Evaluating the outcomes of Australia's first National Mental Health Strategy presented a formidable challenge. Questions at the core of extensive worldwide research and debate – such as how services should be delivered, what works for whom, and under what conditions - underlie the national reform process. The committee was mindful that its evaluation needed to be focused, and identify the essential policy messages for the future.
The twelve policy areas for reform outlined by the National Mental Health Strategy provided the starting point for the evaluation. The approach taken by the committee sought to build upon the findings of its earlier report and conduct a selective review of those policy areas that would inform about the effectiveness of the Strategy more broadly.
Evaluation focus areas
Summary of method
Evaluation focus areasFour areas were selected as evaluation focus areas on the basis that they are illustrative of the key elements of the national strategy and goals for mental health. The policy areas selected for review were:
- promotion and prevention
- linkages between mental health services and other sectors
- service mix and
- the rights of consumers and carers
To complement the detailed evaluation within each of the four focus areas, the committee also reviewed available data relevant to all national objectives. Appendix 3 presents a summary of the committee's assessment of progress against all 38 national objectives.
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Defining outcomesThe committee's brief for the evaluation required the outcomes of the Strategy to be measured against two criteria – effectiveness and appropriateness.
'Effectiveness' criteria relate to how well a particular program has met its stated aims and objectives. In most areas of public policy, this means assessing the difference made to society as a result of the policy – that is, whether it has made things better or worse. Extending this approach to the mental health field, the effectiveness of a national policy might be judged by indicators such as reduced prevalence rates of mental illness and disability, improved quality of life for mental health service consumers, increased employment rates, reduced suicide prevalence and so forth.
However, most of the objectives defined in the National Mental Health Strategy are concerned with the process and structure of reform. This emphasis, on how reform would be progressed rather what it achieved, reflects the stage of mental health reform in Australia at the time the Strategy was devised.
The committee considered that monitoring the extent to which these objectives have been met, as occurs in the National Mental Health Report, was a necessary element of the evaluation but not sufficient to build a picture of outcomes at the community and individual consumer levels. To achieve this, the objectives defined in the Strategy needed to be translated into terms which express the intended benefits for the community.
Similar interpretation of the concept of 'appropriateness' was required. Evaluating the appropriateness of a national reform program requires judgements to be made as to whether particular actions are 'right' or 'suitable'. In essence, this requires a decision as to whether the actions taken were the best options available to meet the stated objectives, as well as consideration of the positive and negative consequences of those actions.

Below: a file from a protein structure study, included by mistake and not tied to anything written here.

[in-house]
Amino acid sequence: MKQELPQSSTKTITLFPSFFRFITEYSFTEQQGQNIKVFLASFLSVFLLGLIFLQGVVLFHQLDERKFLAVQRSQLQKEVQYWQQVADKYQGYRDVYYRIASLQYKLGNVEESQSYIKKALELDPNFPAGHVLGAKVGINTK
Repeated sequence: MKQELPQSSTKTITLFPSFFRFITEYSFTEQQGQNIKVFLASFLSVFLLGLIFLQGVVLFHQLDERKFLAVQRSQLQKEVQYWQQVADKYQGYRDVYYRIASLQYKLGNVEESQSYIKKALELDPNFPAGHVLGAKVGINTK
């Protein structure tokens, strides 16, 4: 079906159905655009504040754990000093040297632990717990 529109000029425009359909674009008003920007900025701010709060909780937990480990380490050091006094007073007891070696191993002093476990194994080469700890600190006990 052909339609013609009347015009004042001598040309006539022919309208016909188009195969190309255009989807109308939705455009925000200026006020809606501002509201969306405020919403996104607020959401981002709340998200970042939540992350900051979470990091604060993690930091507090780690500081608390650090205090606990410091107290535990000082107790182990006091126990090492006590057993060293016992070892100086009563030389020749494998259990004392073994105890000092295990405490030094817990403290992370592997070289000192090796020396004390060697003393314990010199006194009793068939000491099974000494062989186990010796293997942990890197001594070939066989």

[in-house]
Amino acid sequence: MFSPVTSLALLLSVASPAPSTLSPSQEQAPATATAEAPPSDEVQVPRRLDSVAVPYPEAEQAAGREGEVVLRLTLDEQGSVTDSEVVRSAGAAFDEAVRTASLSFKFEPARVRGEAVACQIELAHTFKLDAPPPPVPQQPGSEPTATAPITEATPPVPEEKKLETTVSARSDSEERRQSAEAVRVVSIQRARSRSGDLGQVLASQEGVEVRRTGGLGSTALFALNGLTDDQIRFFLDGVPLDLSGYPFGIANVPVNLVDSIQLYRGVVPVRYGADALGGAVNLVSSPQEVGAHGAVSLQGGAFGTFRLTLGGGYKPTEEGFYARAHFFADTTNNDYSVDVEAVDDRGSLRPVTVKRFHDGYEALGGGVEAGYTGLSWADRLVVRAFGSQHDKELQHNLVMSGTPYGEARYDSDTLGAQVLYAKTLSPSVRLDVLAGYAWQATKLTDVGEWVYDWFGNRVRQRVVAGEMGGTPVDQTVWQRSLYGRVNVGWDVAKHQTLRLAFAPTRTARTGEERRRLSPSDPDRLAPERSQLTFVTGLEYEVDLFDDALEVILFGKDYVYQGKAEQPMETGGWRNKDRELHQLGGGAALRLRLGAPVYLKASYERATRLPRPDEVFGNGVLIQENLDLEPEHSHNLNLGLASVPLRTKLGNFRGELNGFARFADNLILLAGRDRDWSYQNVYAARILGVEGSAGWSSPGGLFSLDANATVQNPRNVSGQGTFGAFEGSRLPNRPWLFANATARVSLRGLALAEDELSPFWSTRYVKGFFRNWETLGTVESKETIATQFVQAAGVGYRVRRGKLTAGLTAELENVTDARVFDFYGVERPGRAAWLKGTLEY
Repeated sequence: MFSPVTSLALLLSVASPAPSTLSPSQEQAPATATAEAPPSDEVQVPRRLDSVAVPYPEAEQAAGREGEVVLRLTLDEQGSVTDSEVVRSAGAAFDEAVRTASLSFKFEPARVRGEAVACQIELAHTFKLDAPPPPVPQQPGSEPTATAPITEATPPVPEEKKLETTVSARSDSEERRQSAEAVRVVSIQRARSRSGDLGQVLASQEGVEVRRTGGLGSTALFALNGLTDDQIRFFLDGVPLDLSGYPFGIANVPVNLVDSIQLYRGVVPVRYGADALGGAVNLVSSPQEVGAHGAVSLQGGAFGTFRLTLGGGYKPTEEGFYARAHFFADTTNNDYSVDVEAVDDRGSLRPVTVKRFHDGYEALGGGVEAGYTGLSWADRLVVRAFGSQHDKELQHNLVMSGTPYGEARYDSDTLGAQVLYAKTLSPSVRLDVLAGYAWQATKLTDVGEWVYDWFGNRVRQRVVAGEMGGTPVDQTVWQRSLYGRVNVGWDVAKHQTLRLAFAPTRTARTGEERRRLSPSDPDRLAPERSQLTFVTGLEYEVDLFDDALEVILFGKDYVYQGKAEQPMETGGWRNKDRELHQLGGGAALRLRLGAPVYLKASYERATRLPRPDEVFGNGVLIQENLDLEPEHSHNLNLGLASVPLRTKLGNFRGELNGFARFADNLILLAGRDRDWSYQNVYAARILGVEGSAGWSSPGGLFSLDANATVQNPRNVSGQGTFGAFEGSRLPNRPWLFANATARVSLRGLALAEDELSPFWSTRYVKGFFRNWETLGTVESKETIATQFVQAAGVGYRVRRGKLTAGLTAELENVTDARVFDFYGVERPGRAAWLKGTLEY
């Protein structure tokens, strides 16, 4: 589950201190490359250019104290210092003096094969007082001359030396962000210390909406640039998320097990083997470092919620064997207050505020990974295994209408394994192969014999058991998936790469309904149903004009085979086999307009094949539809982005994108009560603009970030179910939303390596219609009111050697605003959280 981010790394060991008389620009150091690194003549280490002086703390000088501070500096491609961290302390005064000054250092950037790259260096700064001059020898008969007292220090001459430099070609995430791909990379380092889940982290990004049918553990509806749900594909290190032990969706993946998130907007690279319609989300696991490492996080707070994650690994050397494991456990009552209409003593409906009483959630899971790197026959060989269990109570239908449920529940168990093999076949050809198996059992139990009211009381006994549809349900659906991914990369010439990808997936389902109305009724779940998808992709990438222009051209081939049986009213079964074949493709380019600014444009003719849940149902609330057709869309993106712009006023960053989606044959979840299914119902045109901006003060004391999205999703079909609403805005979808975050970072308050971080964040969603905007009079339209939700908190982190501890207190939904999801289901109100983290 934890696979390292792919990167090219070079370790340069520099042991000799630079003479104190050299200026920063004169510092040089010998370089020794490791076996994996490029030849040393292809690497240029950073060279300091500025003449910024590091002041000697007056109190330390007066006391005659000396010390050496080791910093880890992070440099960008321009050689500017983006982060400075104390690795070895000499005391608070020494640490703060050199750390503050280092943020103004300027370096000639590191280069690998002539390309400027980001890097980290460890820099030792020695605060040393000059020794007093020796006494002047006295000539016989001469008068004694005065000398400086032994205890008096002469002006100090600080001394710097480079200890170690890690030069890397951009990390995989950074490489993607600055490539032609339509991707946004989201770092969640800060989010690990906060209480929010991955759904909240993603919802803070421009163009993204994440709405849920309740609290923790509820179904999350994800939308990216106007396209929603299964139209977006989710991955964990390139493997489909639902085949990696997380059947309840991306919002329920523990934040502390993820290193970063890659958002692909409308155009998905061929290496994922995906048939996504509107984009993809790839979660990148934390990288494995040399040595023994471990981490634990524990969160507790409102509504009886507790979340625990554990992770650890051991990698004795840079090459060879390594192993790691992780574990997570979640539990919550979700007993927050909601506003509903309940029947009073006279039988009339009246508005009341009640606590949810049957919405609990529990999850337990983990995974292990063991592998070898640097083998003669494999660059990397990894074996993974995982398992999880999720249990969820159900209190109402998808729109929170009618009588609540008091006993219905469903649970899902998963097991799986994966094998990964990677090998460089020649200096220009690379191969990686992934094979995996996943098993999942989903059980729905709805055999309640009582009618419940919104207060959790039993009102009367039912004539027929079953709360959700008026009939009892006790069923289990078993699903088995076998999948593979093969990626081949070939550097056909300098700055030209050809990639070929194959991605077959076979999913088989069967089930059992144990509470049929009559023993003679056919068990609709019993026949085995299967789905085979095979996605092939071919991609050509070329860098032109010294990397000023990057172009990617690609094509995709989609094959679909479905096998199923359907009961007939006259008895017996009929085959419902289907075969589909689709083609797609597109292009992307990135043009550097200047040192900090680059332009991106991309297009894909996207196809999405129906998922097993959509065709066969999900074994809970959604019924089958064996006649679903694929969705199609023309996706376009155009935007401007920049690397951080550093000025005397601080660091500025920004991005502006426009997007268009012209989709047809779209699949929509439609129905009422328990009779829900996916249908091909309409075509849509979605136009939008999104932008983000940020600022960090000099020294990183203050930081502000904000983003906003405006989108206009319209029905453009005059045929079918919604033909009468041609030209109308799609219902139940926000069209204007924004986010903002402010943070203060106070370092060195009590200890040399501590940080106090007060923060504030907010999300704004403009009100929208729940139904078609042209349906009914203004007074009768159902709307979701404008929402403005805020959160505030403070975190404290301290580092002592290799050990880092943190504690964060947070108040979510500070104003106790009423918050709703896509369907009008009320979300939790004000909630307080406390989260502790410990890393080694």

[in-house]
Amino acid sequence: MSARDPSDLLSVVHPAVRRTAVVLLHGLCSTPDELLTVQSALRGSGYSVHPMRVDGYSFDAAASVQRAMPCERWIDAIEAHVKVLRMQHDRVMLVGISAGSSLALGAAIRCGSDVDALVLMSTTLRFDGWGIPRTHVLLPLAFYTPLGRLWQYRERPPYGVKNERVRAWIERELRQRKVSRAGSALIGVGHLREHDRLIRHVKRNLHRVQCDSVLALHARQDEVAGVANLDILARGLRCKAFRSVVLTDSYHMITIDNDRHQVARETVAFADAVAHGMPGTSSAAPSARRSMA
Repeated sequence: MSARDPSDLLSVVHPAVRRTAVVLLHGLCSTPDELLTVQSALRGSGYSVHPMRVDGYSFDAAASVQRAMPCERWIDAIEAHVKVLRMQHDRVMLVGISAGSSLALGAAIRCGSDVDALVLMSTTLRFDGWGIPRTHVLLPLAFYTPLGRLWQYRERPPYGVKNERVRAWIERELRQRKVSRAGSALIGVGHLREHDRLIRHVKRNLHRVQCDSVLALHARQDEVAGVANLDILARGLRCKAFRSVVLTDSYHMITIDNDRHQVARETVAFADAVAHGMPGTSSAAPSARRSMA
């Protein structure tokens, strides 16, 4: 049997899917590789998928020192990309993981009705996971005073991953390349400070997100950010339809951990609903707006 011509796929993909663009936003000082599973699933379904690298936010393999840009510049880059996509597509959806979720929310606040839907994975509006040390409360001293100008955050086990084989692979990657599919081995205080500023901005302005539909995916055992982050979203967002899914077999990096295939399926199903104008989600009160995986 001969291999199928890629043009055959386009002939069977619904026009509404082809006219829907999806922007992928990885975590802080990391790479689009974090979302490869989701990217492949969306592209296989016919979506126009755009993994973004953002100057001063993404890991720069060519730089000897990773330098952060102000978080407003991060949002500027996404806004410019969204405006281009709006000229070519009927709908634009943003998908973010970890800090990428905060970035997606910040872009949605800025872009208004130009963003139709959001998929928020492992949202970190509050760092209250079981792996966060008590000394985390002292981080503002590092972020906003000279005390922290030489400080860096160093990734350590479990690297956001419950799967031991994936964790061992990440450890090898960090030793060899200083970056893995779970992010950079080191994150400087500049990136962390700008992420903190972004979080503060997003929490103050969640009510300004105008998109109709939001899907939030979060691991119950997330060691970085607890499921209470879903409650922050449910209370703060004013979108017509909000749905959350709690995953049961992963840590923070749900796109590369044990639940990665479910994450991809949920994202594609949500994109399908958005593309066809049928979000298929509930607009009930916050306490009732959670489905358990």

Decisions about appropriateness must also consider the context in which a particular policy is implemented. For the National Mental Health Strategy, aspects to consider include the inadequate state of services at the commencement of the Strategy, the brief , five year timetable given to achieve the objectives, the relative newness of the Commonwealth-State partnership on mental health services and the lack of international precedents for a National Mental Health Policy.
Finally, appropriateness and effectiveness criteria are not necessarily in agreement. To take an example from the mental health field – relocating a stand alone inpatient unit to a poor quality general hospital would achieve the objective of mainstreaming, but may be deemed inappropriate if it is unacceptable to consumers and carers. Clearly, complex issues need to be examined when assessing whether a national policy is both appropriate and effective.
The committees' approach integrated effectiveness and appropriateness issues into a set of key 'outcome questions' that were used to drive the evaluation.
The focus areas and the key evaluation questions associated with each are listed in Table 2.
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Table 2: The four evaluation focus areas and key outcome questionsTable 2 is presented as text in this HTML version for accessibility reasons. It is presented as a table in the PDF version.
Evaluation focus area - Rights of consumers and carersEvaluation aimed to establish: "Has the Strategy...
- generated improved respect for the rights and dignity of people affected by mental illness?
- strengthened the support available to carers?
- enabled consumers and carers to participate in mental health service planning at the individual and policy levels?